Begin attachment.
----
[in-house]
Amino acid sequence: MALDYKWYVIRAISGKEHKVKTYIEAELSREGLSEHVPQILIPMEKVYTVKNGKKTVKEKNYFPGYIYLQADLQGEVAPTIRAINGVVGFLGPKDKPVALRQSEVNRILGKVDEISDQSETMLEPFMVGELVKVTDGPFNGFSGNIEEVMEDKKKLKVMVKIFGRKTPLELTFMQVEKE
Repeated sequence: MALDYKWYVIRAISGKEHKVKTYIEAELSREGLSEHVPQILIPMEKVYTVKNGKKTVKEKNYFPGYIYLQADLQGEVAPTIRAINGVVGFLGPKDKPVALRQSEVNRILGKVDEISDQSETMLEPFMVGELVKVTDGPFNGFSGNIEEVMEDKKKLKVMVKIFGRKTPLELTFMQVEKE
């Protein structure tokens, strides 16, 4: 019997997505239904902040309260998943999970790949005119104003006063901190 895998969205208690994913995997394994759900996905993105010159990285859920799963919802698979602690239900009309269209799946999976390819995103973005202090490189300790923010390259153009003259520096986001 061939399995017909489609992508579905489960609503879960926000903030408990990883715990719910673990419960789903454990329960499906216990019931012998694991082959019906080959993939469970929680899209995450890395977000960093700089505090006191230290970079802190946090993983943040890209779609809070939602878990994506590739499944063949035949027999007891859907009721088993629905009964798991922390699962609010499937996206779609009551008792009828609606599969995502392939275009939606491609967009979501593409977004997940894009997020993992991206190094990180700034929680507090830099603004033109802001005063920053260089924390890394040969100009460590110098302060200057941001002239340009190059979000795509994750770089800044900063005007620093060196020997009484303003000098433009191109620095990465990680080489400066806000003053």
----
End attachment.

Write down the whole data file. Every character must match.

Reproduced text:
[in-house]
Amino acid sequence: MALDYKWYVIRAISGKEHKVKTYIEAELSREGLSEHVPQILIPMEKVYTVKNGKKTVKEKNYFPGYIYLQADLQGEVAPTIRAINGVVGFLGPKDKPVALRQSEVNRILGKVDEISDQSETMLEPFMVGELVKVTDGPFNGFSGNIEEVMEDKKKLKVMVKIFGRKTPLELTFMQVEKE
Repeated sequence: MALDYKWYVIRAISGKEHKVKTYIEAELSREGLSEHVPQILIPMEKVYTVKNGKKTVKEKNYFPGYIYLQADLQGEVAPTIRAINGVVGFLGPKDKPVALRQSEVNRILGKVDEISDQSETMLEPFMVGELVKVTDGPFNGFSGNIEEVMEDKKKLKVMVKIFGRKTPLELTFMQVEKE
């Protein structure tokens, strides 16, 4: 019997997505239904902040309260998943999970790949005119104003006063901190 895998969205208690994913995997394994759900996905993105010159990285859920799963919802698979602690239900009309269209799946999976390819995103973005202090490189300790923010390259153009003259520096986001 061939399995017909489609992508579905489960609503879960926000903030408990990883715990719910673990419960789903454990329960499906216990019931012998694991082959019906080959993939469970929680899209995450890395977000960093700089505090006191230290970079802190946090993983943040890209779609809070939602878990994506590739499944063949035949027999007891859907009721088993629905009964798991922390699962609010499937996206779609009551008792009828609606599969995502392939275009939606491609967009979501593409977004997940894009997020993992991206190094990180700034929680507090830099603004033109802001005063920053260089924390890394040969100009460590110098302060200057941001002239340009190059979000795509994750770089800044900063005007620093060196020997009484303003000098433009191109620095990465990680080489400066806000003053």